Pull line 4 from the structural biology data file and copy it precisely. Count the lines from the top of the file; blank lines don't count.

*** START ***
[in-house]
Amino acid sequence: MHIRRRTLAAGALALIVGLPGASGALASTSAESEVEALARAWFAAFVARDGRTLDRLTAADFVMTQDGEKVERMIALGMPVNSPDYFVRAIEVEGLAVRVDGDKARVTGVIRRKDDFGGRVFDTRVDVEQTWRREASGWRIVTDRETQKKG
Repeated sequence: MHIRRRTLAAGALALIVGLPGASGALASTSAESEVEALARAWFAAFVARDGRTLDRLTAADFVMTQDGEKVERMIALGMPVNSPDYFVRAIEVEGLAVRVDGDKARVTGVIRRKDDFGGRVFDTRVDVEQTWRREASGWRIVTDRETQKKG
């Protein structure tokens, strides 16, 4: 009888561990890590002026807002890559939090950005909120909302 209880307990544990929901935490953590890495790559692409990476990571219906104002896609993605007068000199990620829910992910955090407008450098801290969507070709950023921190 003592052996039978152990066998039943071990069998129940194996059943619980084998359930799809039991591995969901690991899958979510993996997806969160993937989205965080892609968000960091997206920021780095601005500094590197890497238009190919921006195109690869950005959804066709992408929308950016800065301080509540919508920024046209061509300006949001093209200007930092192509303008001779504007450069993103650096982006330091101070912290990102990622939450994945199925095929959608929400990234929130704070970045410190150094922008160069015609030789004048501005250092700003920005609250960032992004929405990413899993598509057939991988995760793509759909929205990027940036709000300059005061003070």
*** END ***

């Protein structure tokens, strides 16, 4: 009888561990890590002026807002890559939090950005909120909302 209880307990544990929901935490953590890495790559692409990476990571219906104002896609993605007068000199990620829910992910955090407008450098801290969507070709950023921190 003592052996039978152990066998039943071990069998129940194996059943619980084998359930799809039991591995969901690991899958979510993996997806969160993937989205965080892609968000960091997206920021780095601005500094590197890497238009190919921006195109690869950005959804066709992408929308950016800065301080509540919508920024046209061509300006949001093209200007930092192509303008001779504007450069993103650096982006330091101070912290990102990622939450994945199925095929959608929400990234929130704070970045410190150094922008160069015609030789004048501005250092700003920005609250960032992004929405990413899993598509057939991988995760793509759909929205990027940036709000300059005061003070």